This is the argument put forward by Markus Jaeger, research fellow at DGAP (German Council on Foreign Relations) and an adjunct professor at Columbia University in New York, in this policy brief. According to the author, the EU and the United States should create a defensive economic security alliance to deal with the ‘economic security dilemma’ in the context of the current trend toward the weaponization of international economic relations. Such an alliance would harness the aggregate economic, financial and technological power of its members to deter third-party geo-economic (politically-motivated) coercion. If deterrence proves successful, it will help strengthen the rules-based international economic system. If it fails, it will nonetheless help limit the vulnerability of the alliance and its members to geo-economic coercion, while increasing the costs to potential coercers.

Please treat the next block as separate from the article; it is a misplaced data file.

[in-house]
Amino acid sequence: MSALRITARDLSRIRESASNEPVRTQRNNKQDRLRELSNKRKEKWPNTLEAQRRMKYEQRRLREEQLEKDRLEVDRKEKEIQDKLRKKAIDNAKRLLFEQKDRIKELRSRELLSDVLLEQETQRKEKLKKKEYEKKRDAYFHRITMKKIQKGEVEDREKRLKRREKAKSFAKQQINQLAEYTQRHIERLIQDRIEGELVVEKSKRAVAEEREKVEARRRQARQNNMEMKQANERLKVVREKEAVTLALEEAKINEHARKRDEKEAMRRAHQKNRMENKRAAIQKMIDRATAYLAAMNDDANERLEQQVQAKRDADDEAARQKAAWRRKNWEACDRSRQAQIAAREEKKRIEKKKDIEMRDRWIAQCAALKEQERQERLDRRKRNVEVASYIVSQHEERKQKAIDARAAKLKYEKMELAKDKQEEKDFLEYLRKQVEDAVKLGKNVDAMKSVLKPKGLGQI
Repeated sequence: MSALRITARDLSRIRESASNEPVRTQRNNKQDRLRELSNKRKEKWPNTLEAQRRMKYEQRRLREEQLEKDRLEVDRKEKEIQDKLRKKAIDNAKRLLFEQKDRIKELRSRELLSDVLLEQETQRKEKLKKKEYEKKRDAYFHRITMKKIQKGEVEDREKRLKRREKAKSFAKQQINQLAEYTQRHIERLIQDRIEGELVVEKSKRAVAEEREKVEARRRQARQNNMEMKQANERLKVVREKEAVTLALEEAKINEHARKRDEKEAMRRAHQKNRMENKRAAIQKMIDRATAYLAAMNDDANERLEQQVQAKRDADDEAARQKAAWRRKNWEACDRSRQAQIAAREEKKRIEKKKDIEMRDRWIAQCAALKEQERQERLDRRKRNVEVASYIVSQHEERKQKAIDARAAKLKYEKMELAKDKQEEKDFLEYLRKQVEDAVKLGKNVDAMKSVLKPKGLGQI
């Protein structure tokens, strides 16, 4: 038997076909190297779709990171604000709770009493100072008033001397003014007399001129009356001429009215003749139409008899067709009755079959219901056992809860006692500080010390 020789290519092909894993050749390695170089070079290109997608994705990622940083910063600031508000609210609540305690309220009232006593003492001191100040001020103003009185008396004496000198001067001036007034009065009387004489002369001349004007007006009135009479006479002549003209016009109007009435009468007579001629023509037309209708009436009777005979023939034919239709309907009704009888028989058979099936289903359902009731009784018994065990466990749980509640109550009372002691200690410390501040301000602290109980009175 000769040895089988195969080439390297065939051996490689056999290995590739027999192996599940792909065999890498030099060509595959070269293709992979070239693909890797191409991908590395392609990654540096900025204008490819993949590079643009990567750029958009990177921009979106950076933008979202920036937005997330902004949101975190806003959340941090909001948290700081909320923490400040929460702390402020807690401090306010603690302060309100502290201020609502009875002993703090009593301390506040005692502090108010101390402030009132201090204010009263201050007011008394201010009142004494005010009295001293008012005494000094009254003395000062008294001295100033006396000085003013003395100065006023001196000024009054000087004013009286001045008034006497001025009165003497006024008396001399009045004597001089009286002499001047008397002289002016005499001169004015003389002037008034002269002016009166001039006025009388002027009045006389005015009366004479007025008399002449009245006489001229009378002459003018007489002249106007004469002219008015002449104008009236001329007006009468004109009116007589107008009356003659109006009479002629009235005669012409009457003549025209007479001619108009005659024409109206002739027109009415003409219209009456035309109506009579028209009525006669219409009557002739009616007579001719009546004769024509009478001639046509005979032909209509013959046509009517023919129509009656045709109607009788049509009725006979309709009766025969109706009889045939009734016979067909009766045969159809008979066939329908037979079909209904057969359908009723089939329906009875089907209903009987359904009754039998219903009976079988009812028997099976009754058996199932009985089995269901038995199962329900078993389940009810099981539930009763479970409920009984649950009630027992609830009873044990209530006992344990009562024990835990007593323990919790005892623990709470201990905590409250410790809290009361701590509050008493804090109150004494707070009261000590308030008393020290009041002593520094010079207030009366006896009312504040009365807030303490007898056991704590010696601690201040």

The establishment of a transatlantic defensive economic security alliance would help deter third-party geo-economic aggression. Such an alliance should commit its members to providing economic assistance as well as coordinate retaliatory policies in case of geo-economic coercion targeting any of its members. A geo-economic attack is defined as a politically motivated discriminatory economic measure.
The policy brief sketches in a largely conceptual way what a transatlantic economic defense alliance might look like. Specifically, it lays out what the main pillars of such a regime should consist of, how policies should be designed to enhance the prospect of successful deterrence, and how America and Europe should address problematic issues related to alliance politics.
The policy brief is a publication of the Transatlantic Expert Group set up by the Bertelsmann Stiftung and the Bertelsmann Foundation in Washington, D.C.